EAS Seminar Series: Madison Myers - Storage and Evacuation of a Yellowstone Super-Eruption


The EAS Department Seminar Series will be held virtually for the Spring of 2021.


Speaker: Madison Myers

Assistant Professor, Montana State University

Talk Title: Storage and Evacuation of a Yellowstone Super-Eruption



Yellowstone volcano has produced two super-eruptions within its 2.2-million-year lifetime. Although we are beginning to unravel the pre-eruptive storage configuration, magma assembly and triggering mechanisms associated with the older Huckleberry Ridge Tuff, our understanding of the younger Lava Creek eruption is just beginning. This talk will explore the field, petrologic and geochemical techniques used to interpret how and where large bodies of magma are stored in the crust and the timeframes by which these events are erupted. Contrary to popular belief, these events can be sluggish, with large time breaks between eruptive units.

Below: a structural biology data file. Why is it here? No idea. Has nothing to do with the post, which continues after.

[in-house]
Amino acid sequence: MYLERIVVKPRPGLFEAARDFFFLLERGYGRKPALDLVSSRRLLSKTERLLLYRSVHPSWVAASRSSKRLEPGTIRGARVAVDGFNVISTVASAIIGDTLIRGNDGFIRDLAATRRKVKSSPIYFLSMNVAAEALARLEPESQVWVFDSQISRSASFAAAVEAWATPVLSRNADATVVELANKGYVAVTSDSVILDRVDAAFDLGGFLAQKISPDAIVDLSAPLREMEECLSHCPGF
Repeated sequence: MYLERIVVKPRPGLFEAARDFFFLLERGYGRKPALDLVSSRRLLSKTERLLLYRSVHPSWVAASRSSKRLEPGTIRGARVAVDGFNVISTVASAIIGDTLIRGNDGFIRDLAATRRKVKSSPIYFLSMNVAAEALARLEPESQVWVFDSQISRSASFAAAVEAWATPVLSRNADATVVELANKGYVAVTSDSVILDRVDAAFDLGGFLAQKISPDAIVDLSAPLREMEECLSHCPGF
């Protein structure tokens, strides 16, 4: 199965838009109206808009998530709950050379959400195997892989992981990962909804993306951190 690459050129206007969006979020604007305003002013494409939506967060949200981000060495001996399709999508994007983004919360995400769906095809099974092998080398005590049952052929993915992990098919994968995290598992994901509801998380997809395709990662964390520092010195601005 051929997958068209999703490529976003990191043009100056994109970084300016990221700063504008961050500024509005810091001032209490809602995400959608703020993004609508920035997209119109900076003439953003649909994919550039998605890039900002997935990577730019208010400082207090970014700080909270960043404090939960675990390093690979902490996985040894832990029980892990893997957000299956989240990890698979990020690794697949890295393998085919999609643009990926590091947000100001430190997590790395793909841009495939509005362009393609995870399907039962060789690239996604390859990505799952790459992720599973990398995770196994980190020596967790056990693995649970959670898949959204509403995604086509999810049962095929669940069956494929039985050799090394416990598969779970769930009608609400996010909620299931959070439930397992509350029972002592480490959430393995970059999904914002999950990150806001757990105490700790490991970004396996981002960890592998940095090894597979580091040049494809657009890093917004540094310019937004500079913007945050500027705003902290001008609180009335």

Madison Myers is an Assistant Professor in the Department of Earth Sciences at Montana State University. She arrived at Montana State in 2018 following her PhD at University of Oregon and subsequent postdoc at Laboratoire Magmas et Volcans (UCA). Her research utilizes the chemical signatures of volcanic glasses and host phenocrysts to interpret the timescales and conditions of magma storage, evolution and mobilization that lead to explosive eruptions. Madison is specifically interested in the initial fall deposits of explosive eruptions, which she uses to investigate the processes that allow eruptions to start and stop and fingerprint the final trigger for the larger volcanic event.

Seminars are loosely organized around the theme of “Hazards.”